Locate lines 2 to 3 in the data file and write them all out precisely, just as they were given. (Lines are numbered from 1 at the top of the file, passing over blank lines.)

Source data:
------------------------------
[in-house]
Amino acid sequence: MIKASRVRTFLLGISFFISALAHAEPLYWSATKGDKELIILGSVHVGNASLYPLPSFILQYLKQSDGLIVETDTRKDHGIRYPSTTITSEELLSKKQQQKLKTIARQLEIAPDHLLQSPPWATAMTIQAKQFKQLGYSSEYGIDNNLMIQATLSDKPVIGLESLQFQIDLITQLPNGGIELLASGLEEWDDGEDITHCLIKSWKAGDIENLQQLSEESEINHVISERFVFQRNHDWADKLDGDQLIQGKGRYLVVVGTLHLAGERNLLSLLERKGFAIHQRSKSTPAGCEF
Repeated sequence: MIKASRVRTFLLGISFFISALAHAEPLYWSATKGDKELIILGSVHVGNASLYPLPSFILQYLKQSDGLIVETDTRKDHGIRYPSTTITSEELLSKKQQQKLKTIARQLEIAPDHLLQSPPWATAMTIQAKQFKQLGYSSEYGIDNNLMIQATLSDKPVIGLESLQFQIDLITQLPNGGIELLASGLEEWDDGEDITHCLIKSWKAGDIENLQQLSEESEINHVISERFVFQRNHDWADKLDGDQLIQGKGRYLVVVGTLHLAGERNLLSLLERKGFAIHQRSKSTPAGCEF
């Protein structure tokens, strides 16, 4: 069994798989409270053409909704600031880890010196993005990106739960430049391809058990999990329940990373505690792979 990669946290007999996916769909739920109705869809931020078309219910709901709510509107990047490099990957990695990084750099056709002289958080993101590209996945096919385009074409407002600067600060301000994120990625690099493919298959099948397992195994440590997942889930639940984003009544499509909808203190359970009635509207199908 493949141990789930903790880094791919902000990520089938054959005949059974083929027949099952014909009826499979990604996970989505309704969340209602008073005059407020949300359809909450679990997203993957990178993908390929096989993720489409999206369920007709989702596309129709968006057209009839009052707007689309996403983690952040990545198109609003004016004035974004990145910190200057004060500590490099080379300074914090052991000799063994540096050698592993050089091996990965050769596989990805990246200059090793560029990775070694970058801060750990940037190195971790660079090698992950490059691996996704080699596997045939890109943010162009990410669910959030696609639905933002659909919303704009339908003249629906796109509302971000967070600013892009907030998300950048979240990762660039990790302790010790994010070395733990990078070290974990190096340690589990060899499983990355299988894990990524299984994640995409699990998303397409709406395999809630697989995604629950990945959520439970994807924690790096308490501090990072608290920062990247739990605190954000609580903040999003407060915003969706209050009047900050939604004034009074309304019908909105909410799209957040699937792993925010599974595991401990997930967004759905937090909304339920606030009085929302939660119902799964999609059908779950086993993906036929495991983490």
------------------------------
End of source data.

Amino acid sequence: MIKASRVRTFLLGISFFISALAHAEPLYWSATKGDKELIILGSVHVGNASLYPLPSFILQYLKQSDGLIVETDTRKDHGIRYPSTTITSEELLSKKQQQKLKTIARQLEIAPDHLLQSPPWATAMTIQAKQFKQLGYSSEYGIDNNLMIQATLSDKPVIGLESLQFQIDLITQLPNGGIELLASGLEEWDDGEDITHCLIKSWKAGDIENLQQLSEESEINHVISERFVFQRNHDWADKLDGDQLIQGKGRYLVVVGTLHLAGERNLLSLLERKGFAIHQRSKSTPAGCEF
Repeated sequence: MIKASRVRTFLLGISFFISALAHAEPLYWSATKGDKELIILGSVHVGNASLYPLPSFILQYLKQSDGLIVETDTRKDHGIRYPSTTITSEELLSKKQQQKLKTIARQLEIAPDHLLQSPPWATAMTIQAKQFKQLGYSSEYGIDNNLMIQATLSDKPVIGLESLQFQIDLITQLPNGGIELLASGLEEWDDGEDITHCLIKSWKAGDIENLQQLSEESEINHVISERFVFQRNHDWADKLDGDQLIQGKGRYLVVVGTLHLAGERNLLSLLERKGFAIHQRSKSTPAGCEF